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Soil Science Society of America Journal Abstract - SOIL & WATER MANAGEMENT & CONSERVATION

Full-Inversion Tillage and Organic Carbon Distribution in Soil Profiles: A Meta-Analysis


This article in SSSAJ

  1. Vol. 72 No. 5, p. 1370-1374
    Received: Sept 18, 2007

    * Corresponding author(s): angersd@agr.gc.ca
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  1. D. A. Angers * and
  2. N. S. Eriksen-Hamel
  1. Soils and Crops Research and Dev. Centre, Agriculture and Agri-Food Canada, 2560 Hochelaga Blvd., Québec, QC G1V 2J3, Canada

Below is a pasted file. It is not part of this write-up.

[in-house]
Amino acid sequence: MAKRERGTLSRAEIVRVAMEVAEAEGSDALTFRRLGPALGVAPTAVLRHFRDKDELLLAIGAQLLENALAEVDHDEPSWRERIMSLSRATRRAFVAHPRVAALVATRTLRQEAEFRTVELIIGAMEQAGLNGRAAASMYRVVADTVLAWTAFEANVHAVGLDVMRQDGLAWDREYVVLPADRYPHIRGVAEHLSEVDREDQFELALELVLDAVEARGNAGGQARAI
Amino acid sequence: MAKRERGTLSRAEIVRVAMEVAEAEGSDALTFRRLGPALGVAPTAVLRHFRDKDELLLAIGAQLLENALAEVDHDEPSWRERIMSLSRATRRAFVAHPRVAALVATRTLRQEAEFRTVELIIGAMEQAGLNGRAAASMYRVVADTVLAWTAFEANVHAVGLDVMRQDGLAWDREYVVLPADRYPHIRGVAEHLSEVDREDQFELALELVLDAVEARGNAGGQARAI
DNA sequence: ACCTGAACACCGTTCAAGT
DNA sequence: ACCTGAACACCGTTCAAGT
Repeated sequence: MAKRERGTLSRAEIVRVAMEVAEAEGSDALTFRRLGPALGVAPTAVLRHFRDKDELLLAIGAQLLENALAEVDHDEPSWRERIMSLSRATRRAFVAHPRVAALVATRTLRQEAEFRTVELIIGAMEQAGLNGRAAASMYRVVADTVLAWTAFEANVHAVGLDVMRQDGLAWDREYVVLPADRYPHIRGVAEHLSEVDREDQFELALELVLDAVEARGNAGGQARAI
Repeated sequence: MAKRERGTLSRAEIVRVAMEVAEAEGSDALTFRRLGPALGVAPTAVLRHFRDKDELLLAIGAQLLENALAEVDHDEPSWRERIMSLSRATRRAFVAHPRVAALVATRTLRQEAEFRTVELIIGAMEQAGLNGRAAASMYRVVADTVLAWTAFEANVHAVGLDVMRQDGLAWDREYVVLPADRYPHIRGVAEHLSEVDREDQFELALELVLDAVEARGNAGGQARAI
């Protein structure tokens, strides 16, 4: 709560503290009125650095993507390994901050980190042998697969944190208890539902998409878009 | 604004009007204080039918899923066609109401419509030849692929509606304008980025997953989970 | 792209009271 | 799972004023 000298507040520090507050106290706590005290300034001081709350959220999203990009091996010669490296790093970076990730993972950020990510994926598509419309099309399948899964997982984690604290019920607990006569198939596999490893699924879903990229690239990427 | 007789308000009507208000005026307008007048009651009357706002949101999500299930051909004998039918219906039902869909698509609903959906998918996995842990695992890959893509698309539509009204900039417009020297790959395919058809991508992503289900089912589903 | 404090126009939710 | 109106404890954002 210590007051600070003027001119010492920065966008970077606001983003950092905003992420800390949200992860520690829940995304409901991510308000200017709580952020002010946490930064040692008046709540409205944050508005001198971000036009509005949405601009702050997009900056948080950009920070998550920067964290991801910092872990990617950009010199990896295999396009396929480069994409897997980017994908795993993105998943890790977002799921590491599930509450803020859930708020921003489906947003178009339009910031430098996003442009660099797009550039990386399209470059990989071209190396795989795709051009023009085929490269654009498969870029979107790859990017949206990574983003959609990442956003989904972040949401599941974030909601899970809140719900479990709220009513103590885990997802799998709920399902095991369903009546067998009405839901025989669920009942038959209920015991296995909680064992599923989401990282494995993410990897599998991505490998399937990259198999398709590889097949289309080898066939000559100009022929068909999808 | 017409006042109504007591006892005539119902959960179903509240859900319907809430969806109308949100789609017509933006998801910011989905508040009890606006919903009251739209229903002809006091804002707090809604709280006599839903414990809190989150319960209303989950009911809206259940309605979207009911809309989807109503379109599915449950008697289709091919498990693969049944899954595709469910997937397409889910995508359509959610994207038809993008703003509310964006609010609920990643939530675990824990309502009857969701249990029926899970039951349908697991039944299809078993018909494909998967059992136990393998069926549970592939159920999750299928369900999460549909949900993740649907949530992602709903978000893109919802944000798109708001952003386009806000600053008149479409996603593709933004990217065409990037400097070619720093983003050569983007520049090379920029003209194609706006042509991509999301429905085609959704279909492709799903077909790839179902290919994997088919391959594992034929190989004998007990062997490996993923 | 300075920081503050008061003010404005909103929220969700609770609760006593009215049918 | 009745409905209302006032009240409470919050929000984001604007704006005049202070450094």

While the adoption of no-till (NT) usually leads to the accumulation of soil organic C (SOC) in the surface soil layers, a number of studies have shown that this effect is sometimes partly or completely offset by greater SOC content near the bottom of the plow layer under full-inversion tillage (FIT). Our purpose was to review the literature in which SOC profiles have been measured under paired NT and FIT situations. Only replicated and randomized studies directly comparing NT and FIT for >5 yr were considered. Profiles of SOC had to be measured to at least 30 cm. As expected, in most studies SOC content was significantly greater (P < 0.05) under NT than FIT in the surface soil layers. At the 21- to 25-cm soil depth, however, which corresponds to the mean plowing depth for the data set (23 cm), the average SOC content was significantly greater under FIT than NT. Moreover, under FIT, greater SOC content was observed just below the average depth of plowing (26–35 cm). On average, there was 4.9 Mg ha−1 more SOC under NT than FIT (P = 0.03). Overall, this difference in favor of NT increased significantly but weakly with the duration of the experiment (R 2 = 0.15, P = 0.05). The relative accumulation of SOC at depth under FIT could not be related to soil or climatic variables. Furthermore, the organic matter accumulating at depth under FIT appeared to be present in relatively stable form, but this hypothesis and the mechanisms involved require further investigation.

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